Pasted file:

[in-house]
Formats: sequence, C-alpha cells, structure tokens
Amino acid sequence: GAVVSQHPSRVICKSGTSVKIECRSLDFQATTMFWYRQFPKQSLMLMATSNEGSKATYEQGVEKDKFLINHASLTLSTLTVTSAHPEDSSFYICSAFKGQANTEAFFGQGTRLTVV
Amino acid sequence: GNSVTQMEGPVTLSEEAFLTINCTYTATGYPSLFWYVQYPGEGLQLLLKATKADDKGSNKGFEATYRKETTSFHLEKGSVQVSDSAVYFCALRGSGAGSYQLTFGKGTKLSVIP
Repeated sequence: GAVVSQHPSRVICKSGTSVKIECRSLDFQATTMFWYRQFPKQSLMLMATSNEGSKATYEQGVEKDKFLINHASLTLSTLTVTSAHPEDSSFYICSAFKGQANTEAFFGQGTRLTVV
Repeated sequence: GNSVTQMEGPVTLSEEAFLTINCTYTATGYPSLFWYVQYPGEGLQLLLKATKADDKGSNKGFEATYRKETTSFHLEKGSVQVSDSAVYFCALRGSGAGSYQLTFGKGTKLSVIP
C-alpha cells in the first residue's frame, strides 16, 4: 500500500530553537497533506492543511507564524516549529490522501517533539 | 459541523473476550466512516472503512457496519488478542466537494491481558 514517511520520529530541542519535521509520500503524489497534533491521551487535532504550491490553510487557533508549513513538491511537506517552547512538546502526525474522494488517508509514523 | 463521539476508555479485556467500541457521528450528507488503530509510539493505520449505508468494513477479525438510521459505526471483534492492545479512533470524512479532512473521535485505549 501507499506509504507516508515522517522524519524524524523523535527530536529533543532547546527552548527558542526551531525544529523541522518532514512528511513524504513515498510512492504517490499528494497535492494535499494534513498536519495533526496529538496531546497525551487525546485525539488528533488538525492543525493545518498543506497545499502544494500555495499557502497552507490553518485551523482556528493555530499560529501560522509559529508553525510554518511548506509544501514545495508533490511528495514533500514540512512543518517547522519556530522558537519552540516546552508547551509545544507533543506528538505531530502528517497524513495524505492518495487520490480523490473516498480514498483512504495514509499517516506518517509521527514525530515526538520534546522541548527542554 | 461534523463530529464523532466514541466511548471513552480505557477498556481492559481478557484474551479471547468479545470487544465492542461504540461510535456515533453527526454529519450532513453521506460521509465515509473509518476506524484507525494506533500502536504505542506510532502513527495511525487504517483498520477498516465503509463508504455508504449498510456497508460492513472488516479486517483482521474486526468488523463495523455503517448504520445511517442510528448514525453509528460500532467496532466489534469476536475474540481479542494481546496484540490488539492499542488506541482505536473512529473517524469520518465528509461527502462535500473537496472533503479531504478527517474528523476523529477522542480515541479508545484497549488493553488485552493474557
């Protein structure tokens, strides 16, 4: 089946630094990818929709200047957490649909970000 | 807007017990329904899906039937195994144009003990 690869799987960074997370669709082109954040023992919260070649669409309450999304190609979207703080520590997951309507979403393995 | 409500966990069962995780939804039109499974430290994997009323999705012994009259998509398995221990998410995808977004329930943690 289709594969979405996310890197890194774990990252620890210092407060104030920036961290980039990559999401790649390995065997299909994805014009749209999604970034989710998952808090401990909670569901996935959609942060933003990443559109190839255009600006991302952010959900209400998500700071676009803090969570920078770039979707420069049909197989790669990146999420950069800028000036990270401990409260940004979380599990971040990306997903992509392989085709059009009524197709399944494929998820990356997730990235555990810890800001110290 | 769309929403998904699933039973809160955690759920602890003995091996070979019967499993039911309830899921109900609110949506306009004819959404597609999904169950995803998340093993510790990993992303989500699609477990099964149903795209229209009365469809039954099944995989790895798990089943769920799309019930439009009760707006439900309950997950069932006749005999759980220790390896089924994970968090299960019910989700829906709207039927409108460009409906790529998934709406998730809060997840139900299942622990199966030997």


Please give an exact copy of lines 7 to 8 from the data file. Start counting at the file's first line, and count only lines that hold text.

C-alpha cells in the first residue's frame, strides 16, 4: 500500500530553537497533506492543511507564524516549529490522501517533539 | 459541523473476550466512516472503512457496519488478542466537494491481558 514517511520520529530541542519535521509520500503524489497534533491521551487535532504550491490553510487557533508549513513538491511537506517552547512538546502526525474522494488517508509514523 | 463521539476508555479485556467500541457521528450528507488503530509510539493505520449505508468494513477479525438510521459505526471483534492492545479512533470524512479532512473521535485505549 501507499506509504507516508515522517522524519524524524523523535527530536529533543532547546527552548527558542526551531525544529523541522518532514512528511513524504513515498510512492504517490499528494497535492494535499494534513498536519495533526496529538496531546497525551487525546485525539488528533488538525492543525493545518498543506497545499502544494500555495499557502497552507490553518485551523482556528493555530499560529501560522509559529508553525510554518511548506509544501514545495508533490511528495514533500514540512512543518517547522519556530522558537519552540516546552508547551509545544507533543506528538505531530502528517497524513495524505492518495487520490480523490473516498480514498483512504495514509499517516506518517509521527514525530515526538520534546522541548527542554 | 461534523463530529464523532466514541466511548471513552480505557477498556481492559481478557484474551479471547468479545470487544465492542461504540461510535456515533453527526454529519450532513453521506460521509465515509473509518476506524484507525494506533500502536504505542506510532502513527495511525487504517483498520477498516465503509463508504455508504449498510456497508460492513472488516479486517483482521474486526468488523463495523455503517448504520445511517442510528448514525453509528460500532467496532466489534469476536475474540481479542494481546496484540490488539492499542488506541482505536473512529473517524469520518465528509461527502462535500473537496472533503479531504478527517474528523476523529477522542480515541479508545484497549488493553488485552493474557
């Protein structure tokens, strides 16, 4: 089946630094990818929709200047957490649909970000 | 807007017990329904899906039937195994144009003990 690869799987960074997370669709082109954040023992919260070649669409309450999304190609979207703080520590997951309507979403393995 | 409500966990069962995780939804039109499974430290994997009323999705012994009259998509398995221990998410995808977004329930943690 289709594969979405996310890197890194774990990252620890210092407060104030920036961290980039990559999401790649390995065997299909994805014009749209999604970034989710998952808090401990909670569901996935959609942060933003990443559109190839255009600006991302952010959900209400998500700071676009803090969570920078770039979707420069049909197989790669990146999420950069800028000036990270401990409260940004979380599990971040990306997903992509392989085709059009009524197709399944494929998820990356997730990235555990810890800001110290 | 769309929403998904699933039973809160955690759920602890003995091996070979019967499993039911309830899921109900609110949506306009004819959404597609999904169950995803998340093993510790990993992303989500699609477990099964149903795209229209009365469809039954099944995989790895798990089943769920799309019930439009009760707006439900309950997950069932006749005999759980220790390896089924994970968090299960019910989700829906709207039927409108460009409906790529998934709406998730809060997840139900299942622990199966030997």